Aleksej Gubarev is suing Buzzfeed and editor Ben Smith after they named him in the unverified Trump dossier that alleges his company helped hack the DNC. A Russian tech executive is suing Buzzfeed and editor Ben Smith after they named him in the unverified Trump dossier that alleges his company helped hack the DNC. Aleksej Gubarev is the CEO of XBT which hosts websites and also owns Webzilla. He also named former spy Christopher Steele and his company Orbis Business Intelligence in London as defendants in the lawsuit. The suit claims Gubarev was falsely accused of hacking the Democratic National Committee. It does not specifically say what damages Gubarev is seeking, but it says it has hurt him personally and professionally. Gubarev also told CNN Money his wife is harassed online because of the documents and he fears for his three children's safety. After Gubarev filed the defamation suit in Broward County, Florida, on Friday Buzzfeed redacted any mention of his name on the dossier on the website. It says neither Smith or anyone from Buzzfeed reached out to Gubarev to verify if any of the information about him was true. A spokesperson for Buzzfeed told the station: 'We have redacted Mr Gubarev's name from the published dossier, and apologize for including it.' Read more: http://www.dailymail.co.uk/news/article-4191460/Russian-tech-exec-sues-Buzzfeed-defamation.html#ixzz4XsgkXqjM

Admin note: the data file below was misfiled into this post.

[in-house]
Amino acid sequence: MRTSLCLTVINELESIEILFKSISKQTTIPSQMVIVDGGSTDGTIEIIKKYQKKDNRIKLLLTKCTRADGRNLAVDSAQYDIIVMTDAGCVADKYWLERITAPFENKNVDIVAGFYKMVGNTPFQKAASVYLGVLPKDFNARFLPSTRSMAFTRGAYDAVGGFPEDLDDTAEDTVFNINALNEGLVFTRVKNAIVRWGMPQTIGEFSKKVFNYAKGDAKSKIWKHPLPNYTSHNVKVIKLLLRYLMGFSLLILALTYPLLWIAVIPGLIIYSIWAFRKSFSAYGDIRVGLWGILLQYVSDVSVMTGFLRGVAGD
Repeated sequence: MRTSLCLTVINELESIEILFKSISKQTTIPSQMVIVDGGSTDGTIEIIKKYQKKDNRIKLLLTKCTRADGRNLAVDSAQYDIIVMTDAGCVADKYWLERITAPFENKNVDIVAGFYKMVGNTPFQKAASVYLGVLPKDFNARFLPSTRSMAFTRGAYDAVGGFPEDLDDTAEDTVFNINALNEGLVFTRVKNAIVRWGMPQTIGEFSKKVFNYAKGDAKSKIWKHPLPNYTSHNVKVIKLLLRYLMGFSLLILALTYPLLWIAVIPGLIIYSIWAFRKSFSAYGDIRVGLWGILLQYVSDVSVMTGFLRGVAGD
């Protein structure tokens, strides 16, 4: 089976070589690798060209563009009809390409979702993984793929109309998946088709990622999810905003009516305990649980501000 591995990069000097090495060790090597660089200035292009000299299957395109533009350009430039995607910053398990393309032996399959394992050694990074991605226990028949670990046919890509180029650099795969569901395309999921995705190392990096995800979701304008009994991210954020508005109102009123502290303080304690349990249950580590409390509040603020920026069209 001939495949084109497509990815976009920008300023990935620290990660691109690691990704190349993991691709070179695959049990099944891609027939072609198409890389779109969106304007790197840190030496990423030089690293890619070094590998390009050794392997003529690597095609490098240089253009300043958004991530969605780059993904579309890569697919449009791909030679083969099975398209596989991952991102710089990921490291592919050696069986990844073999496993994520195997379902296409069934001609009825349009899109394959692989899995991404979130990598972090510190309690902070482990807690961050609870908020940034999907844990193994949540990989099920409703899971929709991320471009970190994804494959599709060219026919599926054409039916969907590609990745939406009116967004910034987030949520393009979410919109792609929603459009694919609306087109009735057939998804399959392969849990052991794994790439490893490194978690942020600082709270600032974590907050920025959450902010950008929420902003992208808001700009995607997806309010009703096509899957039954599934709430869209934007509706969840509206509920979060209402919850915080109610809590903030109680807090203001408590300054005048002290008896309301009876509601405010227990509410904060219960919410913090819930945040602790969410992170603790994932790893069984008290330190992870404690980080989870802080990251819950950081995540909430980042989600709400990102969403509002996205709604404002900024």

BuzzFeed and its editor Ben Smith are being sued by a Russian technology tycoon who was named in the so-called “dirty dossier” against President Donald Trump.